The Indian muntjac, called red muntjac and barking deer, is a common muntjac deer species in South and Southeast Asia. It is listed as Least Concern on the IUCN Red List and it has soft, brownish or greyish hair, sometimes with creamy markings. This species is omnivorous, feeding on grass, shoots and it sometimes displays even scavenging behavior, feeding on carrion. It gives calls similar to barking, usually upon sensing a predator, the male Indian muntjac has small, unbranched antlers which grow to about 15 centimeters in length. The antlers grow annually from a stalk on the top of the head. Males are extremely territorial and—despite their diminutive size—can be quite fierce and they will fight each other for territory using their antlers or their tusk-like upper canine teeth, and can even defend themselves against certain predators such as dogs. The species was classified as Cervus muntjac. The Indian muntjac has a short but very soft, dense coat, coloration of the coat changes from dark brown to yellowish and grayish brown depending on the season.
The muntjacs coat is golden tan on the side and white on the ventral side of the body, the limbs are dark brown to reddish brown. However, the ears have very little hair which covers them. Male muntjacs have antlers that are short, about 1–2 inches. Females have tufts of fur and small bony knobs where the antlers are located in males, males are generally larger than females. The body length of muntjacs varies from 35–53 in long and their height ranges from 15–26 in tall, the Indian muntjac is among the most widespread but least known of all mammals in South Asia. This species is most densely located in Southeast Asia, the Indian muntjac is found in tropical and subtropical deciduous forests, grasslands and scrub forests, as well as in the hilly country on the slopes of the Himalayas. They are found at altitudes ranging from sea level up to 3,000 m and they never wander far from water. Also, males usually have their own territory, which may overlap the territories of a few females, sometimes these deer will bark for an hour or more.
Other than during the rut and for the first six months after giving birth, adult males in particular are well spaced and marking grass and bushes with secretions from their preorbital glands appears to be involved in the acquisition and maintenance of territory. These scent markers allow other muntjacs to know whether a territory is occupied or not, if a male is not strong enough to acquire his own territory he will most likely become prey to a leopard or some other predator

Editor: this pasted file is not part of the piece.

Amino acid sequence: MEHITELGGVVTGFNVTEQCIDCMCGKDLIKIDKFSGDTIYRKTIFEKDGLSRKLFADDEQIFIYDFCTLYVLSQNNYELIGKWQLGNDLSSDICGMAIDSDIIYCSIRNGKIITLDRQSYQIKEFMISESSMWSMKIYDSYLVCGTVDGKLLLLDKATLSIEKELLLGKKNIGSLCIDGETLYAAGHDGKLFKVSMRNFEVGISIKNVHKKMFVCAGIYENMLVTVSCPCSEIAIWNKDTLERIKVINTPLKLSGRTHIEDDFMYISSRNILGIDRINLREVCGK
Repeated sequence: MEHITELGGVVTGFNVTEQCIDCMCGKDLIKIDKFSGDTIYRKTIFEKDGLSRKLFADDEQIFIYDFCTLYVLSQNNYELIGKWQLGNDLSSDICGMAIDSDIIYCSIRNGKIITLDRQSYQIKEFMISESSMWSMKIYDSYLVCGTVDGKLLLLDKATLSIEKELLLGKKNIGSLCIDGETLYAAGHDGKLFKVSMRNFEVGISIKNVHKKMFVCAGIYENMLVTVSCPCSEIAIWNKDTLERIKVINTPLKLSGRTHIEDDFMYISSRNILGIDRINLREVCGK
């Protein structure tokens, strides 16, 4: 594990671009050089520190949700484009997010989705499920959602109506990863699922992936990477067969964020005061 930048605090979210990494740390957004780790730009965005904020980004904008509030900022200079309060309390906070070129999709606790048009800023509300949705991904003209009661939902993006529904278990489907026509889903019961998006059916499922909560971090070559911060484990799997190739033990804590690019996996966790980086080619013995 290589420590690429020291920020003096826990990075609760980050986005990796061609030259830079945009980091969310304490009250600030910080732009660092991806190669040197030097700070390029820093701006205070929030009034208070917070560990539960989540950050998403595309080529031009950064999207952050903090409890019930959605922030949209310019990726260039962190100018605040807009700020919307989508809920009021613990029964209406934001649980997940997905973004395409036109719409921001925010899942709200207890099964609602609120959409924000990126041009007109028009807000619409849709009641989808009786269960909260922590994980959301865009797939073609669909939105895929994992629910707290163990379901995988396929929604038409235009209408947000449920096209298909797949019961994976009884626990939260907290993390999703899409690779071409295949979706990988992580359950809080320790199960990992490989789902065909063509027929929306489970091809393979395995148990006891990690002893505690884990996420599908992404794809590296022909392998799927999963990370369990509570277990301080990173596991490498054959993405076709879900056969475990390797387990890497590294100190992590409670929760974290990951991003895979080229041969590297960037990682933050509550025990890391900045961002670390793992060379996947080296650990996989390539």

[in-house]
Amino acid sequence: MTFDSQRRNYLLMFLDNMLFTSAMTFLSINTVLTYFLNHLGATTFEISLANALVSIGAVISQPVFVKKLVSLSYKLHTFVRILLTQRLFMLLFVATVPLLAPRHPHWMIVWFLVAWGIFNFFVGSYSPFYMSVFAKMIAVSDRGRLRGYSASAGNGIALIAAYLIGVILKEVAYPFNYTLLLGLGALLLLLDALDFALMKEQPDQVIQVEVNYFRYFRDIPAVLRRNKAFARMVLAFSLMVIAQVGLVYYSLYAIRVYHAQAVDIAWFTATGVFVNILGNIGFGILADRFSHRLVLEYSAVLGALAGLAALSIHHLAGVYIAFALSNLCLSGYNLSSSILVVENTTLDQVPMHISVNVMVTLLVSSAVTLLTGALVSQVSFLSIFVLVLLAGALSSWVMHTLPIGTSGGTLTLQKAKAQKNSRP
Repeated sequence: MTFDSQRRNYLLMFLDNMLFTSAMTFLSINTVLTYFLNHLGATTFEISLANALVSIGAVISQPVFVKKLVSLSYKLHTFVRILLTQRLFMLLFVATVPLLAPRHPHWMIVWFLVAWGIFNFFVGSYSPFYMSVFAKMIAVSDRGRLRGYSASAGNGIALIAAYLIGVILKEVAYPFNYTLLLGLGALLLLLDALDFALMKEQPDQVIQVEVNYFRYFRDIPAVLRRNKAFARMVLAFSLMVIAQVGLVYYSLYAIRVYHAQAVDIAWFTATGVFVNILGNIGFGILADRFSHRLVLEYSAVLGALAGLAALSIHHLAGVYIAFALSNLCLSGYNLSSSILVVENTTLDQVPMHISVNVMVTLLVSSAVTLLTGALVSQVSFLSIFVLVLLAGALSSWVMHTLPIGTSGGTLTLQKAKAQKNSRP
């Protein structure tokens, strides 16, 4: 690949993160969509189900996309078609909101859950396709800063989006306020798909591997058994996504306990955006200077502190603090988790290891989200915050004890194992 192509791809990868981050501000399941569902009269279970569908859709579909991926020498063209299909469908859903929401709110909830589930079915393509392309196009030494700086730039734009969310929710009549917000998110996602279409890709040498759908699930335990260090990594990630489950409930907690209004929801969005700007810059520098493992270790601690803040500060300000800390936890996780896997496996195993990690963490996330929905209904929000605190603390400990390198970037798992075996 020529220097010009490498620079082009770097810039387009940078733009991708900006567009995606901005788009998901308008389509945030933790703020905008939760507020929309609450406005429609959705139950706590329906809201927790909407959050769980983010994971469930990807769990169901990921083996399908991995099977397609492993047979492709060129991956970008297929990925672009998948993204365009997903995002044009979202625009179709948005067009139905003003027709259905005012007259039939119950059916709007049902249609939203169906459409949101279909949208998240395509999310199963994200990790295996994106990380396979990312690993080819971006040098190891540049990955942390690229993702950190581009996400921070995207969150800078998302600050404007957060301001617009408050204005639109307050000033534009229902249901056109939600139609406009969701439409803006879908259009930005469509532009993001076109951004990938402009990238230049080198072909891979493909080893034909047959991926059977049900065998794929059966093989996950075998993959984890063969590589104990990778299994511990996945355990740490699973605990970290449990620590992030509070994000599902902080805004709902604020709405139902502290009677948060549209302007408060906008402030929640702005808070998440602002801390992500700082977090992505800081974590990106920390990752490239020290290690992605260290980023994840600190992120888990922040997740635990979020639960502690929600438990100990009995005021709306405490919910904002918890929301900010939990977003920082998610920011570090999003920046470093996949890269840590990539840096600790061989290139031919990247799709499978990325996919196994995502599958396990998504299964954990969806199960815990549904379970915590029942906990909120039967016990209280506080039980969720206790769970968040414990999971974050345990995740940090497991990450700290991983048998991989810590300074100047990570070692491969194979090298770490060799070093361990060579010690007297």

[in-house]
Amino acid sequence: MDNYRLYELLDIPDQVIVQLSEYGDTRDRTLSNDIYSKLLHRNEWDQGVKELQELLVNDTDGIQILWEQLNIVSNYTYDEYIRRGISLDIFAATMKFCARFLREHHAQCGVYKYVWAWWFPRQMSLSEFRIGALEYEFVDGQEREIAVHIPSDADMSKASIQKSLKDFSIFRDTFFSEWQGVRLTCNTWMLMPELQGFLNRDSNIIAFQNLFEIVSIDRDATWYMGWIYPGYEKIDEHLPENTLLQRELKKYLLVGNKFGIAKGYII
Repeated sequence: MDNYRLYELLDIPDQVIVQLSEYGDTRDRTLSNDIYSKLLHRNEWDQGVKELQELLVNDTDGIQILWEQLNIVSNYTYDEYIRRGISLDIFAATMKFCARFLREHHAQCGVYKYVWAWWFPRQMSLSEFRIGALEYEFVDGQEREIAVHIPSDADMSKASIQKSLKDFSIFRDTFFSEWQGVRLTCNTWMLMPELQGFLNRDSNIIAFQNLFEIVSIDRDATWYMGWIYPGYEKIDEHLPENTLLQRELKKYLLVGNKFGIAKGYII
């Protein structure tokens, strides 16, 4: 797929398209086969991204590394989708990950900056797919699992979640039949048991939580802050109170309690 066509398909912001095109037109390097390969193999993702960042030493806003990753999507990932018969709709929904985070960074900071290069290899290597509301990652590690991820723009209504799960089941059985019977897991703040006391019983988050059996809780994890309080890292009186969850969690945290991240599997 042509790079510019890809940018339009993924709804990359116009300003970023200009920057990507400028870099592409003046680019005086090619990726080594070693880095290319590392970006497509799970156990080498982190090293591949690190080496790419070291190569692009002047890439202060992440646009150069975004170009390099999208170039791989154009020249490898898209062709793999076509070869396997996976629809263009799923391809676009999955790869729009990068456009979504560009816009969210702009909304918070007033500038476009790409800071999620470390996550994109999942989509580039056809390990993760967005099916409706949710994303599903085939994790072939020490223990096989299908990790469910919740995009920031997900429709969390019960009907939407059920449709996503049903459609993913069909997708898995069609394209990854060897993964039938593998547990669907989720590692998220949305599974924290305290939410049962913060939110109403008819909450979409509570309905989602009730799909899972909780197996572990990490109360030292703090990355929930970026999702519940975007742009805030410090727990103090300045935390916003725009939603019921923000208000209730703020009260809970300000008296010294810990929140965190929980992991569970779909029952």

Porcupines are rodentian mammals with a coat of sharp spines, or quills, that protect against predators. The term covers two families of animals, the Old World porcupines of family Hystricidae, and the New World porcupines of family Erethizontidae, the Old World porcupines live in southern Europe and most of Africa. They are large and strictly nocturnal, in taxonomic terms, they form the family Hystricidae. The New World porcupines are indigenous to North America and northern South America and they live in wooded areas and can climb trees, where some species spend their entire lives. They are less strictly nocturnal than their Old World relatives, in taxonomic terms, they form the family Erethizontidae. Porcupines are the third-largest of the rodents, behind the capybara, most porcupines are about 60–90 cm long, with an 20–25 cm long tail. Weighing 5–16 kg, they are rounded and slow, Porcupines occur in various shades of brown and white. Porcupines spiny protection resembles that of the unrelated erinaceomorph hedgehogs and Australian spiny anteaters or monotreme echidnas, the name porcupine comes from Latin porcus pig + spina spine, via Old Italian—Middle French—Middle English.